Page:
When I saw microcrystalline encaustic wax art displayed at The Artist Project in Toronto, I was very interested to see how it compares with beeswax encaustic medium. Of the ten artists showing encaustic artwork, two of them used encaustic medium made with microcrystalline, not with beeswax/damar. The effect was a quite different from what I know of encaustic.
The first thing I noticed was that the paintings had a different textural quality – it was almost like plastic. I also noted that it didn’t have the lovely beeswax smell.
Microcrystalline is a petroleum-based wax that will give off vapors in the molten stage. Extra consideration should be taken to provide proper ventilation.
Reasons artists choose Microcrystalline Encaustic wax
Microcrystalline has a higher melting temperature than beeswax so it is more pliable allowing for more time to mold, shape, model, cast, carve and form objects. You can apply encaustic paint over the modeled surface with minimal disturbance to the bottom sculpted surface.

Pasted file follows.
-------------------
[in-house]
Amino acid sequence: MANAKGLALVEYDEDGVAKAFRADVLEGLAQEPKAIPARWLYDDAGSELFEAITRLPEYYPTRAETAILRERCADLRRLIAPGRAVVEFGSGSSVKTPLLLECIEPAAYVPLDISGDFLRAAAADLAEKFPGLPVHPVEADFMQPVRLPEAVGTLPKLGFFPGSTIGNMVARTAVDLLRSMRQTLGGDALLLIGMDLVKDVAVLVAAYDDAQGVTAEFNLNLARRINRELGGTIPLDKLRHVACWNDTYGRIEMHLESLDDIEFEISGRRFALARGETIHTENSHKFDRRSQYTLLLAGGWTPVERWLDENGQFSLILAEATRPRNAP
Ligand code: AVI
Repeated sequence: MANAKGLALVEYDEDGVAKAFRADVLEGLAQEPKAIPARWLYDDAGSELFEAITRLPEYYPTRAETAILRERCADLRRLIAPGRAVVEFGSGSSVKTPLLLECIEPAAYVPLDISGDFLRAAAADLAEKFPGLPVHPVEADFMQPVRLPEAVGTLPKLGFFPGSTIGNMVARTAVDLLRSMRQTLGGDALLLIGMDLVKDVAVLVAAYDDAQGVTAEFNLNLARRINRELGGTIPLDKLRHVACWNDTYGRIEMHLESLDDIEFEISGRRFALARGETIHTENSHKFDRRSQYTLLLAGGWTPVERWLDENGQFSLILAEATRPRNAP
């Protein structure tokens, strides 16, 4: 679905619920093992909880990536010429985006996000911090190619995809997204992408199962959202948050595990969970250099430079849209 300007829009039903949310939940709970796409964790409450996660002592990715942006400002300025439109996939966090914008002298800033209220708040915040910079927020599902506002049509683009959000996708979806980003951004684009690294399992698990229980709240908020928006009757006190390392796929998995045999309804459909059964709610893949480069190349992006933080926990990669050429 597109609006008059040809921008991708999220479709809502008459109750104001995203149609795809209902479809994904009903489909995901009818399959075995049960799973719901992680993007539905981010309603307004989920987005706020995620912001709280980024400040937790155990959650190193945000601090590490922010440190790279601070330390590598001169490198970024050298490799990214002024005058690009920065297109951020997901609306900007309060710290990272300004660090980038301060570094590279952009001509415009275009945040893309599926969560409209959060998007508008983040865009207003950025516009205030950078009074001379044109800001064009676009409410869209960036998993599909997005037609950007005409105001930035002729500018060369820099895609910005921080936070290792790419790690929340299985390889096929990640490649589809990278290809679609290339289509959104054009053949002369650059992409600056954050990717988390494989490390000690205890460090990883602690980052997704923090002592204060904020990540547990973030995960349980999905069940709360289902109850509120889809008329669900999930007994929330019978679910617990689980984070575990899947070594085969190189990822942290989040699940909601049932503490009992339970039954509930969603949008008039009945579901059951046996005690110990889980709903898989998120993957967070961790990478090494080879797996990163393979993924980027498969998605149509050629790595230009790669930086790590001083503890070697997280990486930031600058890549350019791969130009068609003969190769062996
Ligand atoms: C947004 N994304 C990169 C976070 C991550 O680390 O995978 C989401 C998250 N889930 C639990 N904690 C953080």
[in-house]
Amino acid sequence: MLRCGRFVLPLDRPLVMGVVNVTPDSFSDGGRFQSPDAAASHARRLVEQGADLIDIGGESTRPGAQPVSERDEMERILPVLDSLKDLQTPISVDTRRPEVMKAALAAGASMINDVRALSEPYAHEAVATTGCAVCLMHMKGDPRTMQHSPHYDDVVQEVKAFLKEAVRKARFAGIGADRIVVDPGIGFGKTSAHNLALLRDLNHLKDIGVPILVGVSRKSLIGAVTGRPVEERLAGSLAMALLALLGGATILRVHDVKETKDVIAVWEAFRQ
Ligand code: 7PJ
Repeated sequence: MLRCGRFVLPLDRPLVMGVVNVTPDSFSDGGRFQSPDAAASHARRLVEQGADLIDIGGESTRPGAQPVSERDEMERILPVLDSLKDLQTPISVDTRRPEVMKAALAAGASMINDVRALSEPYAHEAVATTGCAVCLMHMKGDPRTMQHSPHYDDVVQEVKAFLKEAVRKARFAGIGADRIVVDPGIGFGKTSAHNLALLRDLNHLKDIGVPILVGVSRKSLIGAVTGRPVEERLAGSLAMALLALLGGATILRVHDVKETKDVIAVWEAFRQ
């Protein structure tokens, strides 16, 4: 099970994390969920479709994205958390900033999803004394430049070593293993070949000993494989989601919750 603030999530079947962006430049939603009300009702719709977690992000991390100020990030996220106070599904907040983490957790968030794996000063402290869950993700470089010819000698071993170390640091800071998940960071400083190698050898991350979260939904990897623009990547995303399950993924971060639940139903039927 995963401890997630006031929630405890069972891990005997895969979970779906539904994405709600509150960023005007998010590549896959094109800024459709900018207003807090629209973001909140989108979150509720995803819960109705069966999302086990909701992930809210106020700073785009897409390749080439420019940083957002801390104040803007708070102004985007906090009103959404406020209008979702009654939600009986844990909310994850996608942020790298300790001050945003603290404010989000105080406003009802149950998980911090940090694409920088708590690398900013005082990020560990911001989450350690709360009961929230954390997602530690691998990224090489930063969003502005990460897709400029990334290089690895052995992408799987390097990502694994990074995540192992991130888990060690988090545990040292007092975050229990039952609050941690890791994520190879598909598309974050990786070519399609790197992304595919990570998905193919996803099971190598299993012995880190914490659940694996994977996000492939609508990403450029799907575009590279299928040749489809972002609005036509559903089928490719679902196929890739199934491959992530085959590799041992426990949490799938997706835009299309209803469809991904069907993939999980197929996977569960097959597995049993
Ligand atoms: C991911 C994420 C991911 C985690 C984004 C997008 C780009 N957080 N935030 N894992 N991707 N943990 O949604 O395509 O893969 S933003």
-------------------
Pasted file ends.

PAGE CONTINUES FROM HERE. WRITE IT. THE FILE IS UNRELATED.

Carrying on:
Microcrystalline is also less expensive than beeswax. Some artists paint exclusively with microcrystalline wax others use a combination of microcrystalline and beeswax.
Microcrystalline will yellow over time due to residual oils in the refining of wax. For this reason, it is best to add pigment to the wax.
I spoke at length with Nina Sampaleanu. Much to my surprise Nina said that she switched from using beeswax to microcrystalline because of headaches. I would have thought that the natural beeswax would be less likely to produce headaches. Nina said that even with proper ventilation, beeswax encaustic medium produced headaches.
Nina Sampaleanu was showing two-sided sculptural encaustic pieces.
What do you think?
Please add your comments. Have you ever worked with microcrystalline? Have you experienced headaches from working in encaustic? What do you know of how it is different from working with beeswax?
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